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April 15, 2013 06:24 AM UTC

Monday Open Thread

  • 49 Comments
  • by: Colorado Pols

"You're an idealist, and I pity you as I would the village idiot."

–Stanley Kubrick

Comments

49 thoughts on “Monday Open Thread

      1. Yep.  The entire argument stating that ordinary people have to balance their budgets so why doesn't the government completely ignores the fact that ordinary people take on long term debt to own homes, cars, educations, etc. If people had to pay for everything they have out of what they are able to save from their income these days,  large portions of the middle class would not be home owners, would never be able to buy a new model car and if healthcare were both truly free market and with no insurance industry as the profit making middle man, most middle class people would never be able to pay for any serious medical procedure out of pocket.

        It's not just Uncle Sam that lives on long term debt.  It's all those people supposedly sitting aound their cozy kirchen tables making sensible budget decisions. The decision making usually involves a decision to, hell yes, take on a boat load of debt. Otherwise they'd mainly be renters driving old used cars, their kids would have no way of going to college, and they'd be up a creek with any serious illness.  That old argument is about 100 years out of date and 100 years ago most people just got by with enough to eat, a roof over their heads and pretty minimal education.

  1. Today's political trivia question:

    In the Civil War, when the Union captured New Orleans, the first Governor-General was quickly given the nickname "Spoons."

    What was his real name and why was he give then nickname Spoons?

    And for extra credit:

    What political office did he hold when he was appointed as a general? And what policy did he post when the women of New Orleans started emptying their chamberpots from the 2nd floor onto the heads of Union soldiers? (A policy that had the South calling him evil.)

  2. My favorite Keynes quote.

    "By a continuous process of inflation, governments can confiscate, secretly and unobserved, an important part of the wealth of their citizens. By this method, they not only confiscate, but they confiscate arbitrarily; and while the process impoverishes many, it actually enriches some….The process engages all of the hidden forces of economic law on the side of destruction, and does it in a manner that not one man in a million can diagnose." – John Maynard Keynes Economic Consequences of the Peace, 1920

     

    1. My favorite Libertarian quote:

      There are two novels that can change a bookish fourteen-year old's life: The Lord of the Rings and Atlas Shrugged. One is a childish fantasy that often engenders a lifelong obsession with its unbelievable heroes, leading to an emotionally stunted, socially crippled adulthood, unable to deal with the real world. The other, of course, involves orcs.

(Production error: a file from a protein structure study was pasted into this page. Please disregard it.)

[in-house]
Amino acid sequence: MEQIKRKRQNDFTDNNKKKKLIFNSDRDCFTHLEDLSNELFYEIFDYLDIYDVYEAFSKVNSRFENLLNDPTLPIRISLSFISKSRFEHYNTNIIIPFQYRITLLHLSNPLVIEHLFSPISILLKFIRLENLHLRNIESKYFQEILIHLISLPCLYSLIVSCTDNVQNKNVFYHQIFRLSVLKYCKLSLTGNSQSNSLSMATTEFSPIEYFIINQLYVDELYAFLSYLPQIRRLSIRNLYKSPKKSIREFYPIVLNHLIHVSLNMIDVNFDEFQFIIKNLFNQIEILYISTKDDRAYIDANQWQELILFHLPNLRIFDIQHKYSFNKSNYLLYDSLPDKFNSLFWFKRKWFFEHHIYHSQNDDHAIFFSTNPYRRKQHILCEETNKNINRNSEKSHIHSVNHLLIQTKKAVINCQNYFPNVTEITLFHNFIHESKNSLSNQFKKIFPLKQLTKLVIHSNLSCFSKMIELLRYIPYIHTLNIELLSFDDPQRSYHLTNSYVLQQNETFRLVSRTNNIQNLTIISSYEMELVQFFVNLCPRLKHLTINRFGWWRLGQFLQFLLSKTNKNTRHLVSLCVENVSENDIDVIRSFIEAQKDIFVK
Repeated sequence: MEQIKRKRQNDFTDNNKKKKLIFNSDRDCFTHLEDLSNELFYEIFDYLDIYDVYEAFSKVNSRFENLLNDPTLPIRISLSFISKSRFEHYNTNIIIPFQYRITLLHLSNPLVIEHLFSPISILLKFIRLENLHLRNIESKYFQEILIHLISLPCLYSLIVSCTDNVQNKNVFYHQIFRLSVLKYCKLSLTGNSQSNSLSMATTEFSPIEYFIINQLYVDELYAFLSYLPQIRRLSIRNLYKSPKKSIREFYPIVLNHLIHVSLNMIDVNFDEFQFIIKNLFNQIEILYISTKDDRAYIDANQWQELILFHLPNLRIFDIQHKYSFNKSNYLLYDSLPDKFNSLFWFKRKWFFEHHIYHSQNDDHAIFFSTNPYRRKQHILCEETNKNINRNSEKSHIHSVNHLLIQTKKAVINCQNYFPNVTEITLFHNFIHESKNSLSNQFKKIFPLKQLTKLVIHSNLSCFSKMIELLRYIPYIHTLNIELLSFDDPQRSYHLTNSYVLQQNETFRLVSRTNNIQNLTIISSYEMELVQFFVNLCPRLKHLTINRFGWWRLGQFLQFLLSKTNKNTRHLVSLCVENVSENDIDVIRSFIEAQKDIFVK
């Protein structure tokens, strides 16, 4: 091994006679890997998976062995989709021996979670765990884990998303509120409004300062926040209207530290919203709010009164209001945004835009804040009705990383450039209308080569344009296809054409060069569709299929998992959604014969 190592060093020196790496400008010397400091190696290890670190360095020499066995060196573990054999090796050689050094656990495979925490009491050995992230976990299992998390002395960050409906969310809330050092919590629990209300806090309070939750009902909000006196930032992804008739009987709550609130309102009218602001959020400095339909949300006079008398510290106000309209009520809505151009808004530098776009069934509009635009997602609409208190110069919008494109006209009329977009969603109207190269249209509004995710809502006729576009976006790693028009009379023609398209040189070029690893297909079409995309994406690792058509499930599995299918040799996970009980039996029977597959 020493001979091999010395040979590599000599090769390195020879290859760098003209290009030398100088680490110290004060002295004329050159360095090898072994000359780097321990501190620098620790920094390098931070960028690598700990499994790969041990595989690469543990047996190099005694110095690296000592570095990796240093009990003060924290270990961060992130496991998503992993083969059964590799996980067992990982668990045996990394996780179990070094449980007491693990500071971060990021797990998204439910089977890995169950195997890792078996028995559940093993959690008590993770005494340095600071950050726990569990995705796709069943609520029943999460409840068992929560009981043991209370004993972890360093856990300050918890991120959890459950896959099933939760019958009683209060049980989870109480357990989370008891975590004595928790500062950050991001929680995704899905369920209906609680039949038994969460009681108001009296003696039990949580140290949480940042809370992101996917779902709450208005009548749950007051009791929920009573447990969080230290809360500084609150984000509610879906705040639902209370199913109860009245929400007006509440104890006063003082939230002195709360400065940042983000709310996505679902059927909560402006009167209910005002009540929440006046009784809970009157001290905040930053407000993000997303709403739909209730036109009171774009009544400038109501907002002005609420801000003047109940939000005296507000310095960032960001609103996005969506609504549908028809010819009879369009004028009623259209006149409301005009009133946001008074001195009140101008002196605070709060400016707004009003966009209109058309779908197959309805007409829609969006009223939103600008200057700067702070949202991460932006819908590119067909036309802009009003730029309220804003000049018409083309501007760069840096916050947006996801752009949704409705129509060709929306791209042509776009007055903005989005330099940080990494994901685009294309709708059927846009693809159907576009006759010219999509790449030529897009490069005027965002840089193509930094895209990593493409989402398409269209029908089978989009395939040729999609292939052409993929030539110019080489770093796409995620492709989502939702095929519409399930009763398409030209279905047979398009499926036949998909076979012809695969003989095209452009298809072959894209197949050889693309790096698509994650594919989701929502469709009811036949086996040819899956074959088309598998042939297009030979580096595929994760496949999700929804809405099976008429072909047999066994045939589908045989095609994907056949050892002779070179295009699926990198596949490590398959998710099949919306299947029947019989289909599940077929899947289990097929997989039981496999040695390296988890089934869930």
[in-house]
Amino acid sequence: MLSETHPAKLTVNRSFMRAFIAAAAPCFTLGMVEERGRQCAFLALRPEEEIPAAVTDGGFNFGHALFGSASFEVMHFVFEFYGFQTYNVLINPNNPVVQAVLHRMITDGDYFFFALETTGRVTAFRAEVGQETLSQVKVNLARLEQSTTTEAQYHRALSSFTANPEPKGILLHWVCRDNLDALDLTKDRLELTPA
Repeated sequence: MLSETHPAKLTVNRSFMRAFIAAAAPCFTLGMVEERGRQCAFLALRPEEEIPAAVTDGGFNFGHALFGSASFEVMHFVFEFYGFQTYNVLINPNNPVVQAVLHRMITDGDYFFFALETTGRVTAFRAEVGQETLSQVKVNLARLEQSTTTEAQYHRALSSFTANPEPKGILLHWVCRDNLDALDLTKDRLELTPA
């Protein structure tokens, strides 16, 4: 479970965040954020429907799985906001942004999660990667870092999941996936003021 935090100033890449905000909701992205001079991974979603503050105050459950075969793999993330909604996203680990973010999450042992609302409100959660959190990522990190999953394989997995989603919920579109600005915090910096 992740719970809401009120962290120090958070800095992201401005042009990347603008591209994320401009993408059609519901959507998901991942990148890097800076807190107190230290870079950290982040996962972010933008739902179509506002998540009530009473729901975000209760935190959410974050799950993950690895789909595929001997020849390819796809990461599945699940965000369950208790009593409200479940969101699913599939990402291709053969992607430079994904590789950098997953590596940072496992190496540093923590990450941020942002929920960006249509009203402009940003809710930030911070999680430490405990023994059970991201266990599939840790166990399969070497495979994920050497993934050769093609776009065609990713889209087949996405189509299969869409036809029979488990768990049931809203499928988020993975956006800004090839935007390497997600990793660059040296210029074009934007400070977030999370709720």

1. Look, Ayn Rand hates Libertarians.  Actually Ayn conflates anarchist with Libertariansim…

           

          What was Ayn Rand’s view of the libertarian movement?

          Ayn Rand was opposed to the libertarian movement of her time.

          In 1971 she wrote:

          For the record, I shall repeat what I have said many times before: I do not join or endorse any political group or movement. More specifically, I disapprove of, disagree with and have no connection with, the latest aberration of some conservatives, the so-called “hippies of the right,” who attempt to snare the younger or more careless ones of my readers by claiming simultaneously to be followers of my philosophy and advocates of anarchism. Anyone offering such a combination confesses his inability to understand either. Anarchism is the most irrational, anti-intellectual notion ever spun by the concrete-bound, context-dropping, whim-worshiping fringe of the collectivist movement, where it properly belongs. [“Brief Summary,” The Objectivist, Vol. 10, Sep. 1971]

          And in 1972 she wrote:

          Above all, do not join the wrong ideological groups or movements, in order to “do something.” By “ideological” (in this context), I mean groups or movements proclaiming some vaguely generalized, undefined (and, usually, contradictory) political goals. (E.g., the Conservative Party, that subordinates reason to faith, and substitutes theocracy for capitalism; or the “libertarian” hippies, who subordinate reason to whims, and substitute anarchism for capitalism.) To join such groups means to reverse the philosophical hierarchy and to sell out fundamental principles for the sake of some superficial political action which is bound to fail. It means that you help the defeat of your ideas and the victory of your enemies. (For a discussion of the reasons, see “The Anatomy of Compromise” in my book Capitalism: The Unknown Ideal.) [“What Can One Do?” The Ayn Rand Letter, Vol. 1, No. 7]

          Rand was often asked about libertarians and the Libertarian Party in the question-and-answer periods following her lectures. Here, from pp.72-76 of Ayn Rand Answers: The Best of Her Q&A, ed. Robert Mayhew, are some of those questions and her answers. (In the excerpt below, “Q” stands for question, “AR” for Ayn Rand, “FHF” for Ford Hall Forum, a venue where Ayn Rand was often invited to speak, “OC” for Objective Communication, a course given by Leonard Peikoff in which Ayn Rand participated in some of the question-and-answer periods, and “71” for the year 1971.)

          Q: What do you think of the libertarian movement?

          AR: All kinds of people today call themselves “libertarians,” especially something calling itself the New Right, which consists of hippies who are anarchists instead of leftist collectivists; but anarchists are collectivists. Capitalism is the one system that requires absolute objective law, yet libertarians combine capitalism and anarchism. That’s worse than anything the New Left has proposed. It’s a mockery of philosophy and ideology. They sling slogans and try to ride on two bandwagons. They want to be hippies, but don’t want to preach collectivism because those jobs are already taken. But anarchism is a logical outgrowth of the anti-intellectual side of collectivism. I could deal with a Marxist with a greater chance of reaching some kind of understanding, and with much greater respect. Anarchists are the scum of the intellectual world of the Left, which has given them up. So the Right picks up another leftist discard. That’s the libertarian movement. [FHF 71]